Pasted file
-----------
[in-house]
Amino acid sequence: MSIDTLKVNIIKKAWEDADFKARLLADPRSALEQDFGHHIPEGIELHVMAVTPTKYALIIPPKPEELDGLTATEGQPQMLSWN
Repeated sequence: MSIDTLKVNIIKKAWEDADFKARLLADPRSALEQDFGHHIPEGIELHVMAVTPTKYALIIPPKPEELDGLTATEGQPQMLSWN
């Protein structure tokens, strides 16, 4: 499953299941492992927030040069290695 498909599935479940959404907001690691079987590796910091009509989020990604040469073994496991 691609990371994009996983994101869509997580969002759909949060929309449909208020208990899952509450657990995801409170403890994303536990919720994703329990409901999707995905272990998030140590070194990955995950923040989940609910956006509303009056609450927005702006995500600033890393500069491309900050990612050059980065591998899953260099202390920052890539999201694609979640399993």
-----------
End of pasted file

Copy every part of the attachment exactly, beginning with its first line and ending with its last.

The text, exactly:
[in-house]
Amino acid sequence: MSIDTLKVNIIKKAWEDADFKARLLADPRSALEQDFGHHIPEGIELHVMAVTPTKYALIIPPKPEELDGLTATEGQPQMLSWN
Repeated sequence: MSIDTLKVNIIKKAWEDADFKARLLADPRSALEQDFGHHIPEGIELHVMAVTPTKYALIIPPKPEELDGLTATEGQPQMLSWN
């Protein structure tokens, strides 16, 4: 499953299941492992927030040069290695 498909599935479940959404907001690691079987590796910091009509989020990604040469073994496991 691609990371994009996983994101869509997580969002759909949060929309449909208020208990899952509450657990995801409170403890994303536990919720994703329990409901999707995905272990998030140590070194990955995950923040989940609910956006509303009056609450927005702006995500600033890393500069491309900050990612050059980065591998899953260099202390920052890539999201694609979640399993």